Sons of William Get Desert Storm
After lounging in a waiting room being served mixed nuts and dried fruit with a vodka Sprite, no one really knew what would actually happen when we entered the room for Sons of William’s second MADE FW presentation. The tone of our waiting room, one that resembled your parent’s foyer during a high school house party, changed immediately to one of a stark, ominous laboratory; a white washed room with columns and platforms jutting out in every which way, tied together with a banner telling the story of the doom of mankind.
Sons of William may be designers but they have enough style, flair, and creativity to be outright performance artists. Their SS16 lookbook is one designed for the year 3035, a post-apocalypse New York that has been swallowed by a nuclear desert storm. Accordingly, the pieces that accompanied this concept were practical wear for a desert storm. Models stomped out around us decked out in either thigh-high combat boots or Velcro-strap sandals, most of whom were rocking tattered cotton headbands straight out of Rambo. While knee-length wool peacoats and zip-around-the-middle PVC hoodies may seem out of place in a Spring/Summer line, what pieces could be better to protect you from radioactive sandstorms?
Yet for all the theatrics, Sons of William have a clear eye for design. The neutral toned canvas tops that were hand-stitched with patches of close-up, Mapplethorpe-esque photographs of the human body were both striking and moving, and the sheer durability of the dozen-pocket overcoats are next to none. It’s doubtful that anyone reading this will be alive in 3035, but something tells us that the designers might not be far off from the apparel of our inevitable end.
We chatted with the designers to learn the details behind this season’s detailed, and dark, backstory:
What do you think we’re seeing in this collection that’s different from you Fall/Winter collection?
We evolved with the story we had before. It’s kind of like a pass to more of a dusty area where the last one was more of a frosty area. This time we’re bringing in more colors and more variation in material. There’s a lot of new shapes and forms in terms of raw material and womenswear. That’s new for us.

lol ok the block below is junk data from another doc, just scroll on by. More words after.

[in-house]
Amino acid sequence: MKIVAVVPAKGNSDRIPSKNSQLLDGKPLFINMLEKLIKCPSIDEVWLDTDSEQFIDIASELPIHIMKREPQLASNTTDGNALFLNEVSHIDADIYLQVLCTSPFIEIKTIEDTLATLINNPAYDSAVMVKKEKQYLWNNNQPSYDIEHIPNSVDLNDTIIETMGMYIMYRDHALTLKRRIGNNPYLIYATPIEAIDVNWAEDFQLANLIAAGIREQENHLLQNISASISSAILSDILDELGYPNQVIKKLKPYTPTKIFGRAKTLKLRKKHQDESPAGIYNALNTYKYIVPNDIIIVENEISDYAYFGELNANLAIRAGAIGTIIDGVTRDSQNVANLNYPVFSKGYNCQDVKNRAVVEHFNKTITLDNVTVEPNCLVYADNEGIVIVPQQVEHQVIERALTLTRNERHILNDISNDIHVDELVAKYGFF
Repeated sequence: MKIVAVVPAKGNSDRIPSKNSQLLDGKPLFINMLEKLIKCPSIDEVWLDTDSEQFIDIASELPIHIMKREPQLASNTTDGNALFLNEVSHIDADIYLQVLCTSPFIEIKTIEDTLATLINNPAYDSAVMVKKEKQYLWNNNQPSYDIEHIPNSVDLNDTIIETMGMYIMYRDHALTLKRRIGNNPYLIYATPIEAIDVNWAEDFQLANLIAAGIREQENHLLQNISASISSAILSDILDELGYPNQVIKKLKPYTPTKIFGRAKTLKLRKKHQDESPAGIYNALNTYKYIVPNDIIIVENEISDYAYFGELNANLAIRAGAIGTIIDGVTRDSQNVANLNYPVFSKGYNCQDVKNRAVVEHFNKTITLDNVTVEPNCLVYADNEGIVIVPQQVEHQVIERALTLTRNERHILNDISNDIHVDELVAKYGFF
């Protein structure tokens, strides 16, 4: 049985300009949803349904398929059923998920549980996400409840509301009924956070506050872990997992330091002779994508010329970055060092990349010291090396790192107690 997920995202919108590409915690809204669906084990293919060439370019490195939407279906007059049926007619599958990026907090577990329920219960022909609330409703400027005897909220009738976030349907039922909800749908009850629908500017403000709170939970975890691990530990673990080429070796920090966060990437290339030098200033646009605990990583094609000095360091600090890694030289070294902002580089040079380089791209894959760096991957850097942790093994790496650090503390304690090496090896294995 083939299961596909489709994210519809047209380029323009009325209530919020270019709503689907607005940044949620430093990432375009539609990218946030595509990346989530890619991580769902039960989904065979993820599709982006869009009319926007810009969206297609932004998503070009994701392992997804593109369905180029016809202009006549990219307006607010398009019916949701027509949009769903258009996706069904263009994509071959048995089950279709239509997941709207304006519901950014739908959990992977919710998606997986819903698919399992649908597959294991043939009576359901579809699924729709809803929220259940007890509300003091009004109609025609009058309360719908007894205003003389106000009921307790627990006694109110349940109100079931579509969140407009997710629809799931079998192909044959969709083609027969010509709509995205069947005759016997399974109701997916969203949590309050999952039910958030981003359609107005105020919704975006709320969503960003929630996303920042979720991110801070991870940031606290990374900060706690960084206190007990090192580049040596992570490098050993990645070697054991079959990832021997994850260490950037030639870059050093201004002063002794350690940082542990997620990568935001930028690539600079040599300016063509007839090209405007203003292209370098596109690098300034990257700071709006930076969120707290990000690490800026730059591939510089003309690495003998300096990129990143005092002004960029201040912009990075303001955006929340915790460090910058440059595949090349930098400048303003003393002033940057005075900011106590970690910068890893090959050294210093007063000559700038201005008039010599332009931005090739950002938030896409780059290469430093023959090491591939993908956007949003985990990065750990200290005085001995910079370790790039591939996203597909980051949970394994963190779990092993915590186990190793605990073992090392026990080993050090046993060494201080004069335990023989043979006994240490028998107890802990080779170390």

Really?You’re completely new to womenswear?
Unisex! The whole line was meant to be unisex, but this time we wanted to even out the balance by having womenswear. Last time we only had unisex wear and menswear.
Was that challenging? What spurred that decision?
It was to even out the balance. We had a very strong mens look, so we wanted to venture into the feminine. We didn’t want to over do it though and give it too much of a feminine look.
Tell me about the photograph patches that appear on some of the tops. They’re fascinating.
The whole idea with the collection is that we’ve divided the world into two societies, where one is the outcast society that’s outside of the cities and constantly hit with dust storms. The other one is the more civilized assemblies in the cities. They have more tech material to collect from. The collection is divided into two pieces where one is very raw and thrown together based on what they have available, and the other one is way more hi-tech and covered with more materials. The two districts are at war with each other. The idea behind the patches was that the outcasts are wearing it in the memory of soldiers that were lost in the war. It’s a remembrance of people lost in the war, much like the military when you lose a soldier and you wear their patch. It’s the same idea. It’s anonymous people that have been lost in the war.
Which side of the society would you guys be in?
We’re right in the middle. We equally like the civilized and the outcast.
You wouldn’t fight each other?
No! We try to keep our minds in both areas so we can design them to their highest potential.
Check out our Cheat Sheet for Sons of William here.
Photos by Andrew Boyle